Although the 70E compliance standard may seem a burden to some due to the costs of increased PPE it can be looked at as a type of arc flash insurance. Companies that do not comply with the 70E 2000 compliance standard may be subject to claims for personal injury and incidents resulting to death. This could therefore cost millions of dollars in legal costs.
Downtime may also come into affect due to the electrical arc incidents that have occurred through flashes resulting in thousands of dollars per minute.
Electric Arc Flash has become more of a concern through the requirement of increased power consumption for Industrial applications. For this reason the 70E 2000 compliance standard has that much more benefits for the applications involved.
Electrical arc flash hazards do not just occur in the presence of high voltage industrial facilities. Locations consisting of many low voltage equipment sources actually account for the most electrical arc flash ocurrences.
It may be that electrical personal do not realize this increased risk of electrical arc flash exposure through lack of information about the 70E 2000 compliance standards and the potential consequences of non compliance.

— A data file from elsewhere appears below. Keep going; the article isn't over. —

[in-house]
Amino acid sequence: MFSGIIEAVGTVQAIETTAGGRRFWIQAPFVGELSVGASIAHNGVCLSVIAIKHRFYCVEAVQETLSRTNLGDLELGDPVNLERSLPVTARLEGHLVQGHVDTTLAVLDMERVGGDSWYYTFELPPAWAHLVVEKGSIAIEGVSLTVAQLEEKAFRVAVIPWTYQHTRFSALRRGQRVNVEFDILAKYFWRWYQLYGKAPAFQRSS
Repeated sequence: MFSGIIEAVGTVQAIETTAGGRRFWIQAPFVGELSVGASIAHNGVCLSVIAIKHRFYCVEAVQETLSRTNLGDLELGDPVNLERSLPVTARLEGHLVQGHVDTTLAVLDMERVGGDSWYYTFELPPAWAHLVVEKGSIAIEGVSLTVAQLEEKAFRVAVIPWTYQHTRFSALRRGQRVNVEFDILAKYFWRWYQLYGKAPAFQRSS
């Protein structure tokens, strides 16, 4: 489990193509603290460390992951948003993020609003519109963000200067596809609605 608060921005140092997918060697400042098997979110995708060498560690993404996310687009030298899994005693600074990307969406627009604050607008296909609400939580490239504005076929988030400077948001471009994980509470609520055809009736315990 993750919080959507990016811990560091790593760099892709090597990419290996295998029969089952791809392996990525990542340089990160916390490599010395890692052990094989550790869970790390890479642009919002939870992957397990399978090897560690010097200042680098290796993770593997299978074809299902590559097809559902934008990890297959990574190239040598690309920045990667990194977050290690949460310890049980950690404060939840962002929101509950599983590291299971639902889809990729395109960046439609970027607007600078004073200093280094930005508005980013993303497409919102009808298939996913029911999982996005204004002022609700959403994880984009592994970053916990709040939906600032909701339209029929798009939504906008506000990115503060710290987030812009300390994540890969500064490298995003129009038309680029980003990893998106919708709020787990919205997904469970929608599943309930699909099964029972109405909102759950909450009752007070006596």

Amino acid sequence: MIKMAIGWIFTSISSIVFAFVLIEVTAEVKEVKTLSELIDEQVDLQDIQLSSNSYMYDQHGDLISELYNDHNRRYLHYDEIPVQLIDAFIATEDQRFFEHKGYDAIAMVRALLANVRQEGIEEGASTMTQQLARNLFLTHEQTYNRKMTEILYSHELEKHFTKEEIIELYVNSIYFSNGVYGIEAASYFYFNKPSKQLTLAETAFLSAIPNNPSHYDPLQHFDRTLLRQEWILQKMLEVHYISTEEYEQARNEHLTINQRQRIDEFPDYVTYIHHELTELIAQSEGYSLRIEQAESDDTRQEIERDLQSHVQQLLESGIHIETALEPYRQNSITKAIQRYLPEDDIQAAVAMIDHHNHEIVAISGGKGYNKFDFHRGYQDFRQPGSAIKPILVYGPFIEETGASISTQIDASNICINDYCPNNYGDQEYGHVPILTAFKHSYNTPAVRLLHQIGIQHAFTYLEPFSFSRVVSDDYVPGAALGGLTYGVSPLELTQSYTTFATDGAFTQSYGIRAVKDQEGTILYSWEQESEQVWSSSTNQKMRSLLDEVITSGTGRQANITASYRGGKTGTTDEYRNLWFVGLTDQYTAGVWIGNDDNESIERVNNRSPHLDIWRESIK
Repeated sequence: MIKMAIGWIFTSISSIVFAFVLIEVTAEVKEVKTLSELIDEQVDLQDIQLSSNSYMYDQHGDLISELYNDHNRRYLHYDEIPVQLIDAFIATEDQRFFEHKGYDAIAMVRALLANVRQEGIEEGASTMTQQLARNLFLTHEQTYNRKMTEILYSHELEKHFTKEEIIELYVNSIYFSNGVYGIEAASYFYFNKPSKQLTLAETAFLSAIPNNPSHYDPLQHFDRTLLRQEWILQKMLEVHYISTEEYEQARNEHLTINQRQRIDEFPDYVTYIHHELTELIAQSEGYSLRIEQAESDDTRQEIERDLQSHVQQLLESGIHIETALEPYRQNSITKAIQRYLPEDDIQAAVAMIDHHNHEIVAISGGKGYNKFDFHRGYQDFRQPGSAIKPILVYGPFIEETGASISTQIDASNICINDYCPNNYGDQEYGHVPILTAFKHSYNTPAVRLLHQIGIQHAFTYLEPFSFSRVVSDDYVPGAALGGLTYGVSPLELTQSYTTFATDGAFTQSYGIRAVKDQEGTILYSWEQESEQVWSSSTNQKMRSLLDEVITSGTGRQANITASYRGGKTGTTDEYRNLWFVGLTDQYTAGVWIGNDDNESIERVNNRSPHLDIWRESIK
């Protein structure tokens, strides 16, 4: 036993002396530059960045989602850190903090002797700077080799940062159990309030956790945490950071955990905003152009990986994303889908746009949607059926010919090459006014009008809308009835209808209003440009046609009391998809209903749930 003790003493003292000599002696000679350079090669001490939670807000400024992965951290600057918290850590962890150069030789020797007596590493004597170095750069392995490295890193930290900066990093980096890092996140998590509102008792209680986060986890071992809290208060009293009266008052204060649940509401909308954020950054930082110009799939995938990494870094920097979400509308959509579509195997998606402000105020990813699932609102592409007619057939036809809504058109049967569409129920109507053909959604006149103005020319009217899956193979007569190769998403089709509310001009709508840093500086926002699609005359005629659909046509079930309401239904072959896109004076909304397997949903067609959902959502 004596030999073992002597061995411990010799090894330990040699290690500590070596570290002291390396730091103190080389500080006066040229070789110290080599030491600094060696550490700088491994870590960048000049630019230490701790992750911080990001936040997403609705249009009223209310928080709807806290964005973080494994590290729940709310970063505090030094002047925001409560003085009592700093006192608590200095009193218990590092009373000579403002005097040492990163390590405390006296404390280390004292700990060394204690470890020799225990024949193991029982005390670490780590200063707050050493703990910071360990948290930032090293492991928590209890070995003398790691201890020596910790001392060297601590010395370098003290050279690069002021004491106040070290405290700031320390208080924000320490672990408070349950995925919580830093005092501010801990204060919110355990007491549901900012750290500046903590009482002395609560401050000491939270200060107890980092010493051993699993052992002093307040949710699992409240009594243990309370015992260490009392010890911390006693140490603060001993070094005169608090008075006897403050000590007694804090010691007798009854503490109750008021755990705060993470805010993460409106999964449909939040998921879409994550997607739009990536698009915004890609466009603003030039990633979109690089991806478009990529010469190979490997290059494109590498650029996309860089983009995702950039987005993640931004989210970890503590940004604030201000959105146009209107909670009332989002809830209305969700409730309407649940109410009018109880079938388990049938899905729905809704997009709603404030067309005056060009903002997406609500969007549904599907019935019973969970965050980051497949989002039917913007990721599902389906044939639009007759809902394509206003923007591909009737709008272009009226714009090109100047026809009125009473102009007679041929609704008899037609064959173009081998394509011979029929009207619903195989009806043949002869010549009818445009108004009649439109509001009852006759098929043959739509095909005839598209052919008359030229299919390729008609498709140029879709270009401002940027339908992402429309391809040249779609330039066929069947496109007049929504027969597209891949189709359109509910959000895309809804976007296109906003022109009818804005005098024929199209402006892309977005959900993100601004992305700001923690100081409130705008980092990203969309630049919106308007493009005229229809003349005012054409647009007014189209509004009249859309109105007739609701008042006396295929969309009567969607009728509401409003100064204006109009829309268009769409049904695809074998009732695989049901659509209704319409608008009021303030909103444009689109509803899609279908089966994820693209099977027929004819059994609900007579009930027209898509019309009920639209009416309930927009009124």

OSHA, enforces safety practices in the workplace. Its 29 Code of Federal Regulations Part 1910.333 states, in part, "Safety related work practices shall be employed to prevent electric shock or other injuries resulting from either direct or indirect electrical contacts..." Traditionally, many electrical contractors have guarded primarily against electrical shock and electrocution. Many of them believe that if they don't touch something that can shock them, then they are protected from an electrical arc flash. Clearly however, arc flash doesn't require an electrical worker to touch a piece of energized equipment in order to be harmed; it is an example of the "other injuries" included in OSHA 1910.333.